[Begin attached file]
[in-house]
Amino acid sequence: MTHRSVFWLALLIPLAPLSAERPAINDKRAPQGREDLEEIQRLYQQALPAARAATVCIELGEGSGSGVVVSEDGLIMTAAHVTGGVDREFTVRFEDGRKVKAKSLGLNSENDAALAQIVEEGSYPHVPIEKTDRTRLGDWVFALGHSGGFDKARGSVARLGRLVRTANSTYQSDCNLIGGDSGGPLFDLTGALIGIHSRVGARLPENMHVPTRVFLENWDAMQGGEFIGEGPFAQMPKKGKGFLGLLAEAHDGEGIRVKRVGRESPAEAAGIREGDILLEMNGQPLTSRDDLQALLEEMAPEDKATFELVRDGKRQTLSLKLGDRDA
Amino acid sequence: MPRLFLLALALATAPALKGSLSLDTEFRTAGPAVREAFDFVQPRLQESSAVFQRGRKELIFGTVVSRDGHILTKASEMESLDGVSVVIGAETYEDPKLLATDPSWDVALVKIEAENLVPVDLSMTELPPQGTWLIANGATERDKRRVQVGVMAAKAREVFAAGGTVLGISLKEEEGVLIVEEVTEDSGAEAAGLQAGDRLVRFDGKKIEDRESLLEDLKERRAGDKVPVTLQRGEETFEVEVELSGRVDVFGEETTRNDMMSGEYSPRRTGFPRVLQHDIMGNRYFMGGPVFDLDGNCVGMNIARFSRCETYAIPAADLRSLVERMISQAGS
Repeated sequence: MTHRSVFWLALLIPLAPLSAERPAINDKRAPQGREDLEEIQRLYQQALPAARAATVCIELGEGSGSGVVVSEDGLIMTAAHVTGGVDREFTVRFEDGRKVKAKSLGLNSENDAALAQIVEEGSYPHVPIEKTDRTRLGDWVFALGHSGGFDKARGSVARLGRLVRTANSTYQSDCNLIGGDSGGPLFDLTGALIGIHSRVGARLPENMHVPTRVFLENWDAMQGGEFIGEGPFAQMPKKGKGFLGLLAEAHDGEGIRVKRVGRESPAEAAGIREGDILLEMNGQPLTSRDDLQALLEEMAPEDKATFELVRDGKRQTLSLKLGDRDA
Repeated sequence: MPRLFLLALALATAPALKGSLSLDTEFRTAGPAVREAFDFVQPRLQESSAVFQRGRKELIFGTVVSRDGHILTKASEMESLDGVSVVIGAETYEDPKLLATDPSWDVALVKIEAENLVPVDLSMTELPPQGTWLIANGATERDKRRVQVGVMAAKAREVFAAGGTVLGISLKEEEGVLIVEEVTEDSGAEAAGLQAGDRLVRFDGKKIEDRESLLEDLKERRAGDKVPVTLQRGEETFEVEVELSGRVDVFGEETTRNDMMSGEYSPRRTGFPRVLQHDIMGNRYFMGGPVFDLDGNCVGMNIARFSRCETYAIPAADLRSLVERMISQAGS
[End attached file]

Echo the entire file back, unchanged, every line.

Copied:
[in-house]
Amino acid sequence: MTHRSVFWLALLIPLAPLSAERPAINDKRAPQGREDLEEIQRLYQQALPAARAATVCIELGEGSGSGVVVSEDGLIMTAAHVTGGVDREFTVRFEDGRKVKAKSLGLNSENDAALAQIVEEGSYPHVPIEKTDRTRLGDWVFALGHSGGFDKARGSVARLGRLVRTANSTYQSDCNLIGGDSGGPLFDLTGALIGIHSRVGARLPENMHVPTRVFLENWDAMQGGEFIGEGPFAQMPKKGKGFLGLLAEAHDGEGIRVKRVGRESPAEAAGIREGDILLEMNGQPLTSRDDLQALLEEMAPEDKATFELVRDGKRQTLSLKLGDRDA
Amino acid sequence: MPRLFLLALALATAPALKGSLSLDTEFRTAGPAVREAFDFVQPRLQESSAVFQRGRKELIFGTVVSRDGHILTKASEMESLDGVSVVIGAETYEDPKLLATDPSWDVALVKIEAENLVPVDLSMTELPPQGTWLIANGATERDKRRVQVGVMAAKAREVFAAGGTVLGISLKEEEGVLIVEEVTEDSGAEAAGLQAGDRLVRFDGKKIEDRESLLEDLKERRAGDKVPVTLQRGEETFEVEVELSGRVDVFGEETTRNDMMSGEYSPRRTGFPRVLQHDIMGNRYFMGGPVFDLDGNCVGMNIARFSRCETYAIPAADLRSLVERMISQAGS
Repeated sequence: MTHRSVFWLALLIPLAPLSAERPAINDKRAPQGREDLEEIQRLYQQALPAARAATVCIELGEGSGSGVVVSEDGLIMTAAHVTGGVDREFTVRFEDGRKVKAKSLGLNSENDAALAQIVEEGSYPHVPIEKTDRTRLGDWVFALGHSGGFDKARGSVARLGRLVRTANSTYQSDCNLIGGDSGGPLFDLTGALIGIHSRVGARLPENMHVPTRVFLENWDAMQGGEFIGEGPFAQMPKKGKGFLGLLAEAHDGEGIRVKRVGRESPAEAAGIREGDILLEMNGQPLTSRDDLQALLEEMAPEDKATFELVRDGKRQTLSLKLGDRDA
Repeated sequence: MPRLFLLALALATAPALKGSLSLDTEFRTAGPAVREAFDFVQPRLQESSAVFQRGRKELIFGTVVSRDGHILTKASEMESLDGVSVVIGAETYEDPKLLATDPSWDVALVKIEAENLVPVDLSMTELPPQGTWLIANGATERDKRRVQVGVMAAKAREVFAAGGTVLGISLKEEEGVLIVEEVTEDSGAEAAGLQAGDRLVRFDGKKIEDRESLLEDLKERRAGDKVPVTLQRGEETFEVEVELSGRVDVFGEETTRNDMMSGEYSPRRTGFPRVLQHDIMGNRYFMGGPVFDLDGNCVGMNIARFSRCETYAIPAADLRSLVERMISQAGS